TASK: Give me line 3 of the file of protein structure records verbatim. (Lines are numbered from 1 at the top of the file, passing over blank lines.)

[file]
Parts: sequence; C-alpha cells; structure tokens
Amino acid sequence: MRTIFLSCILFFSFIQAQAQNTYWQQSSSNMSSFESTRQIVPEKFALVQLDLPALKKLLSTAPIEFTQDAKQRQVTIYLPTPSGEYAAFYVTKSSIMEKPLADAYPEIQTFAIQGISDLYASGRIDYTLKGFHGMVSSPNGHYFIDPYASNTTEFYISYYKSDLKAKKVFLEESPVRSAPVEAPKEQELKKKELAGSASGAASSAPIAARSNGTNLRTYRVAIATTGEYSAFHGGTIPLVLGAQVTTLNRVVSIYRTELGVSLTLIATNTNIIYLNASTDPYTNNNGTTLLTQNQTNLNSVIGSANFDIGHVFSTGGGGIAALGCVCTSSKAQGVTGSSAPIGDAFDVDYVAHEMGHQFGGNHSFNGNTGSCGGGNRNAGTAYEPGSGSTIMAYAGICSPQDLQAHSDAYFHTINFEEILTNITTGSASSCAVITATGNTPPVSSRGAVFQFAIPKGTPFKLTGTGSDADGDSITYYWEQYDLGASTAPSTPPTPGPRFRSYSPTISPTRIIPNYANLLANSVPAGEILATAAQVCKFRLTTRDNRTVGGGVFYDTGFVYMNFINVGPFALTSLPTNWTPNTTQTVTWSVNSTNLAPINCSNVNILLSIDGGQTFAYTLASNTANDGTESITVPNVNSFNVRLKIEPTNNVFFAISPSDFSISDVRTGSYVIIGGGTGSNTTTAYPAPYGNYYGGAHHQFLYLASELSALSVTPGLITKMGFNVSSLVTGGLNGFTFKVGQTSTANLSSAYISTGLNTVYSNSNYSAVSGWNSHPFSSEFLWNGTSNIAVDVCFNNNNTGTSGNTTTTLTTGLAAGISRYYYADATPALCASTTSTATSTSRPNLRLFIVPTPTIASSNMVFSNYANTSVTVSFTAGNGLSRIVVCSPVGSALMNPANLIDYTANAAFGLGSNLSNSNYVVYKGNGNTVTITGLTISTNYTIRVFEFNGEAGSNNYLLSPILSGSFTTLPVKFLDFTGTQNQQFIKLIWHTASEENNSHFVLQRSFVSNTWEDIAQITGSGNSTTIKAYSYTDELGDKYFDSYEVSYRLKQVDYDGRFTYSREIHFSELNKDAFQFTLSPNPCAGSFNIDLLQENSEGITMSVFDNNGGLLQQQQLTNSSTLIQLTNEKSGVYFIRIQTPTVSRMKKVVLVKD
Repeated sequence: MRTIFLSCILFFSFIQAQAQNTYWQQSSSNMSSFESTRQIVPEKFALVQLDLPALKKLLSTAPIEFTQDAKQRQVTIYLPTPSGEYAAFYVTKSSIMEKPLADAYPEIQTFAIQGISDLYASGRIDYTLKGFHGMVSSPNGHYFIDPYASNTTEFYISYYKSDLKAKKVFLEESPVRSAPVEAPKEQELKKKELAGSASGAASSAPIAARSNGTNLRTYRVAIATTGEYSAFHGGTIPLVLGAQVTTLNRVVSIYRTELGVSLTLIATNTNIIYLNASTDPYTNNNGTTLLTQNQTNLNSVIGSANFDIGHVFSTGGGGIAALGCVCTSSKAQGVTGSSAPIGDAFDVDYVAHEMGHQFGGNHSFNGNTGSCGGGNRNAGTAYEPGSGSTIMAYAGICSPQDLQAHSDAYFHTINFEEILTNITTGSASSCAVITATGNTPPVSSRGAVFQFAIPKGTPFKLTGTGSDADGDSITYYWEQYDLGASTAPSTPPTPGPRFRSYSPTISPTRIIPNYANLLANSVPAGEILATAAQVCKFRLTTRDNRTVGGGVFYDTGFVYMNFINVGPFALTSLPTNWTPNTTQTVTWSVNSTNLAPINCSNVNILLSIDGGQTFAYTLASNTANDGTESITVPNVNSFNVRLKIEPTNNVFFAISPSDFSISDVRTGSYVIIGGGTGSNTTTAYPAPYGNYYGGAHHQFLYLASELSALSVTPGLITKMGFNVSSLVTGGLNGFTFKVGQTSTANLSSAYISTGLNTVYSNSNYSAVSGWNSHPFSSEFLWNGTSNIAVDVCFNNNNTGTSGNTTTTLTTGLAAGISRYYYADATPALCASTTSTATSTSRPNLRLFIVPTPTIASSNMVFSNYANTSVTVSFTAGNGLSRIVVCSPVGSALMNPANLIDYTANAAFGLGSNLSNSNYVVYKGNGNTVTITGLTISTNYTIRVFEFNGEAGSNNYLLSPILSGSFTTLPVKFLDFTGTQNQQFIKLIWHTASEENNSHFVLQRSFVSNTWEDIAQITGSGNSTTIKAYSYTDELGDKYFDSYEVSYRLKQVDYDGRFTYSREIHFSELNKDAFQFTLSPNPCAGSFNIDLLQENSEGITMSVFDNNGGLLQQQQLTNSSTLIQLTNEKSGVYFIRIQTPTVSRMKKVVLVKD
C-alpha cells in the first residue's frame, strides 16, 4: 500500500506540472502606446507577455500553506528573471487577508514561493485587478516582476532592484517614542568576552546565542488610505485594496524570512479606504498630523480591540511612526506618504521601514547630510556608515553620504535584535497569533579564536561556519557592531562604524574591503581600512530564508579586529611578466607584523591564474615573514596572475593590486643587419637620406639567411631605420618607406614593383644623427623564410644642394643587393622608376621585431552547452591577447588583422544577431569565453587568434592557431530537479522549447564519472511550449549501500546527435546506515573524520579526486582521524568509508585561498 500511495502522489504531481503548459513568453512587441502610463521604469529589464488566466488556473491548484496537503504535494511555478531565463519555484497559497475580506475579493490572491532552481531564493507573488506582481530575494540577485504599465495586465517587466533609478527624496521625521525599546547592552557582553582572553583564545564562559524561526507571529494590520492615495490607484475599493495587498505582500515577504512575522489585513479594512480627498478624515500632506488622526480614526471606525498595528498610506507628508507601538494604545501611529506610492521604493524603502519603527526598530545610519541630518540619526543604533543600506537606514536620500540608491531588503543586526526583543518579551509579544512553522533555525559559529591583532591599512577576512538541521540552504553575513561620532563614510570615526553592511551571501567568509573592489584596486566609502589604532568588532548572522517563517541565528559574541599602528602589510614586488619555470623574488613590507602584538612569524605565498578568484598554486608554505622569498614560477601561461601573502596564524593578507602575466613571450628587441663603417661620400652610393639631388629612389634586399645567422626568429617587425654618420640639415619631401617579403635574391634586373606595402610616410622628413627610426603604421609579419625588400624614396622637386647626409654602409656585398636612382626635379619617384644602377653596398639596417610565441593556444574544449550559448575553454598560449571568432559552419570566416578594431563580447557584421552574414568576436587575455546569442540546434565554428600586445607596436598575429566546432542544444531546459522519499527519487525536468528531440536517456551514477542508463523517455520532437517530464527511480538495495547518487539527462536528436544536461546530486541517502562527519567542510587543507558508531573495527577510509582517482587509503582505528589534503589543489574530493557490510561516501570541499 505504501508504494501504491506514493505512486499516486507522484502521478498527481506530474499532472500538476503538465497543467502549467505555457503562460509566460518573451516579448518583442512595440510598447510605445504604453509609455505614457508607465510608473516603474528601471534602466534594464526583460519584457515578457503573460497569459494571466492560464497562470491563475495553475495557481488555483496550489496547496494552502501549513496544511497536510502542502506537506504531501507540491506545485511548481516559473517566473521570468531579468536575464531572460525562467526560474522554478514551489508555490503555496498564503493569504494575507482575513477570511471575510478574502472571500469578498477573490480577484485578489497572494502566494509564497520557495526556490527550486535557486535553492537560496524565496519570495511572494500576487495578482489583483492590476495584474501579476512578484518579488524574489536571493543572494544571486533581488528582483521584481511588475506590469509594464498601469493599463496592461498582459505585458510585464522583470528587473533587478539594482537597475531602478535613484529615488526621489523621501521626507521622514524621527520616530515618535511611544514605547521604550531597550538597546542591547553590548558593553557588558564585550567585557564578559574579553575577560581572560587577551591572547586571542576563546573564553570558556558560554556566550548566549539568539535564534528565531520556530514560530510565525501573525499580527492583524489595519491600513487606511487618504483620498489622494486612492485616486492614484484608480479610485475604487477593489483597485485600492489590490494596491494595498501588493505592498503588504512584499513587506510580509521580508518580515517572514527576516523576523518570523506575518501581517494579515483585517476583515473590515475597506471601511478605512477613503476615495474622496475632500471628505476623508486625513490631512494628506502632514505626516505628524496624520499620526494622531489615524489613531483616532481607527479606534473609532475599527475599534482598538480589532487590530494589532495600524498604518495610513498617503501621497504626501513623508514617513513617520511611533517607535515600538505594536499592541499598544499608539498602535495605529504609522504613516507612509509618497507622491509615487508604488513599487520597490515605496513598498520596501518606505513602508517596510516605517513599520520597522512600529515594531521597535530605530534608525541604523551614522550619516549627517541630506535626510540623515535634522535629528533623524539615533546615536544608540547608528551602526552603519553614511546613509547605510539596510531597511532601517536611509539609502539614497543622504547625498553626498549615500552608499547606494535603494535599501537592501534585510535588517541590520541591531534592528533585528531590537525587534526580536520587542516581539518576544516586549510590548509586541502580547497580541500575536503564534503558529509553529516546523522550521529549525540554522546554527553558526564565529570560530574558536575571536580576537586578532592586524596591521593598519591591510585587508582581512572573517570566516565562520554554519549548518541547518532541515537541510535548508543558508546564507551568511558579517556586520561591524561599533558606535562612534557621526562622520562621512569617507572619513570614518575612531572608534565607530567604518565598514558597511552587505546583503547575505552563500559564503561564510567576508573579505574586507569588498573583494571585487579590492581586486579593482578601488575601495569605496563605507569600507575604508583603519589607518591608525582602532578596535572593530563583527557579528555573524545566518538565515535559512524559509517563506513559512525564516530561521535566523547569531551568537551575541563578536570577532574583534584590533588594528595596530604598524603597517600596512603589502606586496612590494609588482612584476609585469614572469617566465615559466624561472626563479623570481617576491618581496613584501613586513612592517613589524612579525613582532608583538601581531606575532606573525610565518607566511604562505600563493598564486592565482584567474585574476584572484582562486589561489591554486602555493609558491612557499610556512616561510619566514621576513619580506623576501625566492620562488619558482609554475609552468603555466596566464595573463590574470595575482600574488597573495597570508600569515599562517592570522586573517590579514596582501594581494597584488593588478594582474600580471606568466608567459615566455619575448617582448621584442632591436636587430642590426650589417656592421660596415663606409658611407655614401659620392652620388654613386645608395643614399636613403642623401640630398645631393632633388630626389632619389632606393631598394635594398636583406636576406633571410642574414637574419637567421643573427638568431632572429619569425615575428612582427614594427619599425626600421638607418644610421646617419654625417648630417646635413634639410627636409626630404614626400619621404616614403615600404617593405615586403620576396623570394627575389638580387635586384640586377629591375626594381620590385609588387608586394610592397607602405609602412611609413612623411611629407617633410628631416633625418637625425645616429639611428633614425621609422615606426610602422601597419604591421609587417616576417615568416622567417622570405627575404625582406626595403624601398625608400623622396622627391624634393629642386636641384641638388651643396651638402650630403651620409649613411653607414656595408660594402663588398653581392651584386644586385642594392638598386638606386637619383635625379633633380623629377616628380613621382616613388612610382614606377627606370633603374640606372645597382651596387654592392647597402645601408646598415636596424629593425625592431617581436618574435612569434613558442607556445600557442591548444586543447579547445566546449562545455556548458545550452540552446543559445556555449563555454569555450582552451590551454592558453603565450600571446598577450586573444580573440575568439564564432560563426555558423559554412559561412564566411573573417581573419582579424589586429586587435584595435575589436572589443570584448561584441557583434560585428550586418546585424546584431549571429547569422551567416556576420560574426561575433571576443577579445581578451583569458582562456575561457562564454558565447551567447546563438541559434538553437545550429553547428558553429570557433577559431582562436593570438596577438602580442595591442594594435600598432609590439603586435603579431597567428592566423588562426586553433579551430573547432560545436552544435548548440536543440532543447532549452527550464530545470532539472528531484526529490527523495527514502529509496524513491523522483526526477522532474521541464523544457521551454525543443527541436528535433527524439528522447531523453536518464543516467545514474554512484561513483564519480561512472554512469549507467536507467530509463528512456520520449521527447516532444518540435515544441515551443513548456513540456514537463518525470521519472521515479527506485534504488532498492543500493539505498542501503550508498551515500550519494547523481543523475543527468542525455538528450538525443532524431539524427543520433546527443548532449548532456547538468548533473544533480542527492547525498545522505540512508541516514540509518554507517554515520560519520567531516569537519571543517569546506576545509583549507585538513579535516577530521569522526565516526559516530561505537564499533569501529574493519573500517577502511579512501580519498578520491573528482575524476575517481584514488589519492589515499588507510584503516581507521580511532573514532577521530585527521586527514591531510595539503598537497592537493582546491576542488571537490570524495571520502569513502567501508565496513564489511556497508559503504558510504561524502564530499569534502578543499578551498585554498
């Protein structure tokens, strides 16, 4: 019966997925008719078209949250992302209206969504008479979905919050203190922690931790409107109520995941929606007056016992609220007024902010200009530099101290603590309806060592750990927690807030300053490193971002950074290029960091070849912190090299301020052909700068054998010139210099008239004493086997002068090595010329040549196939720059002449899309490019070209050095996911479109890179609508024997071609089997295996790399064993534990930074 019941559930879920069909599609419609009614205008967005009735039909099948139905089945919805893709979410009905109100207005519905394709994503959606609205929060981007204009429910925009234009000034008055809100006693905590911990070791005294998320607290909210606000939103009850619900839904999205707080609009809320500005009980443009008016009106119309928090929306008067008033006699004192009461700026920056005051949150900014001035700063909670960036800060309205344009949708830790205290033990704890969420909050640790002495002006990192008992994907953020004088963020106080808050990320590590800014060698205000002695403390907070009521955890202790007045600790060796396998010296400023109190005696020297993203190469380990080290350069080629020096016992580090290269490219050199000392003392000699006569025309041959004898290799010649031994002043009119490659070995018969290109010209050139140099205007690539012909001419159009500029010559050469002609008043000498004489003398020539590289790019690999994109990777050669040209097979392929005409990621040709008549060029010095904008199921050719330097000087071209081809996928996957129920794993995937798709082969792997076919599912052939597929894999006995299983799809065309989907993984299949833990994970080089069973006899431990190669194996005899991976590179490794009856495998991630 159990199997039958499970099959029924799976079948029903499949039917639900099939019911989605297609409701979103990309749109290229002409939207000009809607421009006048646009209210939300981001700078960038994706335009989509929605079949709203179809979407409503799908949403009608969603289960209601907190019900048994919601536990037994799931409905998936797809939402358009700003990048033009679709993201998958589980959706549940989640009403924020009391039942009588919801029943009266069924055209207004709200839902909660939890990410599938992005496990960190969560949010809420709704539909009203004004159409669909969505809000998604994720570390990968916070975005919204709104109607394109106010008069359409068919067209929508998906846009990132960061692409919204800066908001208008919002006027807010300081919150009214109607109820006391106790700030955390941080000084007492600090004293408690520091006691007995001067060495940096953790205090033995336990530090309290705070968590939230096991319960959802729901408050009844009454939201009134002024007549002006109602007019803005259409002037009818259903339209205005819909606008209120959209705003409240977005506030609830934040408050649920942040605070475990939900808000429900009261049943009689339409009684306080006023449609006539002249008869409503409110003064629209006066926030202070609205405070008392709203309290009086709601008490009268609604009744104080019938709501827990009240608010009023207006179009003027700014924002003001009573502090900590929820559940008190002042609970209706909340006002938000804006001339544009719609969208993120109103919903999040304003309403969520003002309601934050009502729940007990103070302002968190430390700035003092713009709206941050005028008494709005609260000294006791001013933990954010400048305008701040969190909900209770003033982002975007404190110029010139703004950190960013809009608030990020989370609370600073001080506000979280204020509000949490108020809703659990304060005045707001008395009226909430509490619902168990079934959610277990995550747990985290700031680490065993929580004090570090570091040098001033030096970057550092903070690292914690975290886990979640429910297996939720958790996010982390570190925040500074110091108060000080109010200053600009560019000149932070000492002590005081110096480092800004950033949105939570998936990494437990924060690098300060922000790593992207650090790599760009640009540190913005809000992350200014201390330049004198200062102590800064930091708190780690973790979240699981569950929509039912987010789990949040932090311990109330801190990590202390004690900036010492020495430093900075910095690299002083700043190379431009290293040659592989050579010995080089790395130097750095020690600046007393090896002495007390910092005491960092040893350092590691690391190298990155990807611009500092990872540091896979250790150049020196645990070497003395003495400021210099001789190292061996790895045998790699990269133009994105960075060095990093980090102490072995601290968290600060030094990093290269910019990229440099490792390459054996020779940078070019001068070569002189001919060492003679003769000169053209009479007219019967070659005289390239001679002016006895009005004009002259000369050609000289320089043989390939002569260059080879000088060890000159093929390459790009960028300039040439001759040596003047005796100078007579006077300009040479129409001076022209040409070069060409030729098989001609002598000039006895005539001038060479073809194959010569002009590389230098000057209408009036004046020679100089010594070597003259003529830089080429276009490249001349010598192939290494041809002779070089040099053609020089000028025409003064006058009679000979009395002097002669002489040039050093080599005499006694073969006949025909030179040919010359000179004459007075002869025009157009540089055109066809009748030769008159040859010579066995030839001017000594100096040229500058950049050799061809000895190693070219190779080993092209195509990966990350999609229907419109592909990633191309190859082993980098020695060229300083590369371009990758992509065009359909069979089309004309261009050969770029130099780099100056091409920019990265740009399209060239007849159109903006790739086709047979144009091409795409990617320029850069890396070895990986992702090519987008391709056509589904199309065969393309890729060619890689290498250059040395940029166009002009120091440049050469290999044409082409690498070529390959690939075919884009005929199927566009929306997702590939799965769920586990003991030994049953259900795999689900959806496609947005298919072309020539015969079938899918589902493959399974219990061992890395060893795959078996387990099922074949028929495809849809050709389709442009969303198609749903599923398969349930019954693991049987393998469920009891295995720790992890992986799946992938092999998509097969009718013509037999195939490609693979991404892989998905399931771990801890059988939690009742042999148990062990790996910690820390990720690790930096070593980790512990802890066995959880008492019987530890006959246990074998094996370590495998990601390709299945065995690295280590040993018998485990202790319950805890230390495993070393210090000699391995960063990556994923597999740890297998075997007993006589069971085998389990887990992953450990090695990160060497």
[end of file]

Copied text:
Repeated sequence: MRTIFLSCILFFSFIQAQAQNTYWQQSSSNMSSFESTRQIVPEKFALVQLDLPALKKLLSTAPIEFTQDAKQRQVTIYLPTPSGEYAAFYVTKSSIMEKPLADAYPEIQTFAIQGISDLYASGRIDYTLKGFHGMVSSPNGHYFIDPYASNTTEFYISYYKSDLKAKKVFLEESPVRSAPVEAPKEQELKKKELAGSASGAASSAPIAARSNGTNLRTYRVAIATTGEYSAFHGGTIPLVLGAQVTTLNRVVSIYRTELGVSLTLIATNTNIIYLNASTDPYTNNNGTTLLTQNQTNLNSVIGSANFDIGHVFSTGGGGIAALGCVCTSSKAQGVTGSSAPIGDAFDVDYVAHEMGHQFGGNHSFNGNTGSCGGGNRNAGTAYEPGSGSTIMAYAGICSPQDLQAHSDAYFHTINFEEILTNITTGSASSCAVITATGNTPPVSSRGAVFQFAIPKGTPFKLTGTGSDADGDSITYYWEQYDLGASTAPSTPPTPGPRFRSYSPTISPTRIIPNYANLLANSVPAGEILATAAQVCKFRLTTRDNRTVGGGVFYDTGFVYMNFINVGPFALTSLPTNWTPNTTQTVTWSVNSTNLAPINCSNVNILLSIDGGQTFAYTLASNTANDGTESITVPNVNSFNVRLKIEPTNNVFFAISPSDFSISDVRTGSYVIIGGGTGSNTTTAYPAPYGNYYGGAHHQFLYLASELSALSVTPGLITKMGFNVSSLVTGGLNGFTFKVGQTSTANLSSAYISTGLNTVYSNSNYSAVSGWNSHPFSSEFLWNGTSNIAVDVCFNNNNTGTSGNTTTTLTTGLAAGISRYYYADATPALCASTTSTATSTSRPNLRLFIVPTPTIASSNMVFSNYANTSVTVSFTAGNGLSRIVVCSPVGSALMNPANLIDYTANAAFGLGSNLSNSNYVVYKGNGNTVTITGLTISTNYTIRVFEFNGEAGSNNYLLSPILSGSFTTLPVKFLDFTGTQNQQFIKLIWHTASEENNSHFVLQRSFVSNTWEDIAQITGSGNSTTIKAYSYTDELGDKYFDSYEVSYRLKQVDYDGRFTYSREIHFSELNKDAFQFTLSPNPCAGSFNIDLLQENSEGITMSVFDNNGGLLQQQQLTNSSTLIQLTNEKSGVYFIRIQTPTVSRMKKVVLVKD